On Discoverability of Crowdmaps

As Ushahidi adoption has grown, so has the problem of discoverability of Crowdmaps. In the guidelines for crowdsourcing, emphasis is made on multipronged strategy of not just setting up the Crowdmap, but also finding ways to let the intended audience know about the goals of your Crowdmap and how to report. This is because the base platform provides several channels of participation which can be set by the administrator as they see fit, and as it fits the technological landscape. For example, if your intended audience is in areas of low connectivity, setting up the SMS channel becomes important. The following options are baked into the core platform and Crowdmap.

  • Clickatell - an SMS Gateway
  • FrontlineSMS – A simple way to turn your mobile and laptop into a communication hub
  • SMSSync (An application that will turn your Android phone into an SMS hub.

In addition to the options above, there is the standard email, twitter or reporting form as channels of participation. A mix of these channels can be made in consideration of the context, duration, and scope of the Crowdmap. With this in mind and the fact that we have varying levels of connectivity around the world. One of the ways the organization is working to help deployers and users of the different Crowdmaps to know what is available to contribute to is by:
1. Adding deployment search functionality to the mobile applications. This has been incorporated into the Ushahidi iPhone/iPad and Android applications.
Using your smartphone, you can search for Crowdmaps based on your location by specifying the radius you are interested in. For more on that either click on the graphic below or read more in the recent blogpost from Henry Addo regarding the new Android application.

deployment_search-500x271.png

2. Adding deployment search on Crowdmap.com. You can search by any Keyword, e.g elections, uganda, Amnesty International – Give it a spin and see which Crowdmaps are available for you to contribute to.

q.png

3. Our community site has a listing of deployments and is the congregating point for sharing information, plugins/add ons with the rest of the global Ushahidi community. You can add your deployment onto the listing on the site. These two systems are currently separate but we plan on integrating them soon.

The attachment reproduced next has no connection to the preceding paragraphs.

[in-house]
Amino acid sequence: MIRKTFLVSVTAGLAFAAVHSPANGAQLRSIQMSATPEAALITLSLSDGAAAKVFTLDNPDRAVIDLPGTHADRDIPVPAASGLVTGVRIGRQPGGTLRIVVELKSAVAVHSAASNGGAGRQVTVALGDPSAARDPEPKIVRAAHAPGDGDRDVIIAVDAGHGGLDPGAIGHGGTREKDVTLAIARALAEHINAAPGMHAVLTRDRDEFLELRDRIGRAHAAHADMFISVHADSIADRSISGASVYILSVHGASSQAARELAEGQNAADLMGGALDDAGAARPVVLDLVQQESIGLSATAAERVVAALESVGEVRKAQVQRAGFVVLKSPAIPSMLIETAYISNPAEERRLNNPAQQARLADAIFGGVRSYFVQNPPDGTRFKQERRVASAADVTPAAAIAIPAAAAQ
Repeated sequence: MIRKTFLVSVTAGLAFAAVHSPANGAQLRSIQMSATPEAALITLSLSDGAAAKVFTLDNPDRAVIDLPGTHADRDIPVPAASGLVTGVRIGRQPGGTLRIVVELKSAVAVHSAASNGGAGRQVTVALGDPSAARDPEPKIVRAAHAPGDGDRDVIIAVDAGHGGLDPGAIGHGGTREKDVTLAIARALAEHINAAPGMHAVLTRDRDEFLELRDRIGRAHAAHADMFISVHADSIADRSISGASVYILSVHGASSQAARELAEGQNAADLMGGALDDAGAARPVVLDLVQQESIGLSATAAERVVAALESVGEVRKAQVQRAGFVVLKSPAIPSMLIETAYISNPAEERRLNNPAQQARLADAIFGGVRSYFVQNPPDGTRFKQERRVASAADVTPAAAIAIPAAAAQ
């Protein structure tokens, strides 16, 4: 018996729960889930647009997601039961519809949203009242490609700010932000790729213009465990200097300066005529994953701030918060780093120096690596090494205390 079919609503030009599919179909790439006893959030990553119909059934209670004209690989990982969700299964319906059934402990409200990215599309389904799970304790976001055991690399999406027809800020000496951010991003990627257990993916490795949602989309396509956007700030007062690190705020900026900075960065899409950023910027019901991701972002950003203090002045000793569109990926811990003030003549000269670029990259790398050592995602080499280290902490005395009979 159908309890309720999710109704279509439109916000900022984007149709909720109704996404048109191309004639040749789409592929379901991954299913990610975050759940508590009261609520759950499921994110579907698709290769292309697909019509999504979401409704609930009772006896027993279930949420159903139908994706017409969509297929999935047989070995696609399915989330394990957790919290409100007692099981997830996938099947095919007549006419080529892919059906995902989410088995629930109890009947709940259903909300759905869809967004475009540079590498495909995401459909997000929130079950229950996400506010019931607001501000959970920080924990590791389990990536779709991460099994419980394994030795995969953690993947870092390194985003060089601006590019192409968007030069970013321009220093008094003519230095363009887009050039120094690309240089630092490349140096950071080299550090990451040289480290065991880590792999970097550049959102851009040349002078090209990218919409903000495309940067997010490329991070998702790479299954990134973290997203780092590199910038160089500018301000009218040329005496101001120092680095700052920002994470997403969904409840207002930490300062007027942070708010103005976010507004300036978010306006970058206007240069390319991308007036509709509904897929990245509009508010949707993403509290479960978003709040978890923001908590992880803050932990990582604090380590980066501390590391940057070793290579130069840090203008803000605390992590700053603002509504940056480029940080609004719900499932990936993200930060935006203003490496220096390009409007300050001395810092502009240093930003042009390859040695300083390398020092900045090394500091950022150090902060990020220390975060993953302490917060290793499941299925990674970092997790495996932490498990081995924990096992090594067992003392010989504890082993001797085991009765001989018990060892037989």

The decision to be listed on this public listing remains that of the deployer. For instructions on how to change your settings so that your deployment is more discoverable, please see this brief video made by Brian Herbert.

We welcome your feedback regarding these steps in helping our users and deployers deal with discoverability. There will be more enhancements in future. As always let us know how we can make things better.

5 Responses to “On Discoverability of Crowdmaps”

  1. Thanks for writing about this. I think it’s a really important topic as basic awareness and discoverability can be a massive limiting factor in the usefulness of things like Ushahidi.

    With 311 and 911 services in the U.S., this is less of an issue because the services are quite ubiquitous and in the case of 911, legally required, but the shortcodes themselves also provide a consistent user interface that will dynamically route to the local services. This architecture is much more of a challenge with the distributed nature of the web, but at least with respect to official services like 911 tied to local jurisdictions, there are some proposals to provide this same kind of experience.

    With Open311 we’re using a very basic Service Discovery spec for a canonical API endpoint for the jurisdiction and at a higher level we’ve discussed a proposal called GeoWeb DNS. I’ve also been in touch with folks at the FCC about how this relates to their work in coordinating Next Generation 911 services (NG911). In the case of NG911, the proposal is called LoST – Location-to-Service Translation Protocol. Below are links for these specs and reference implementations:

    http://wiki.open311.org/Service_Discovery
    http://wiki.open311.org/GeoWeb_DNS
    http://lost.cs.columbia.edu/

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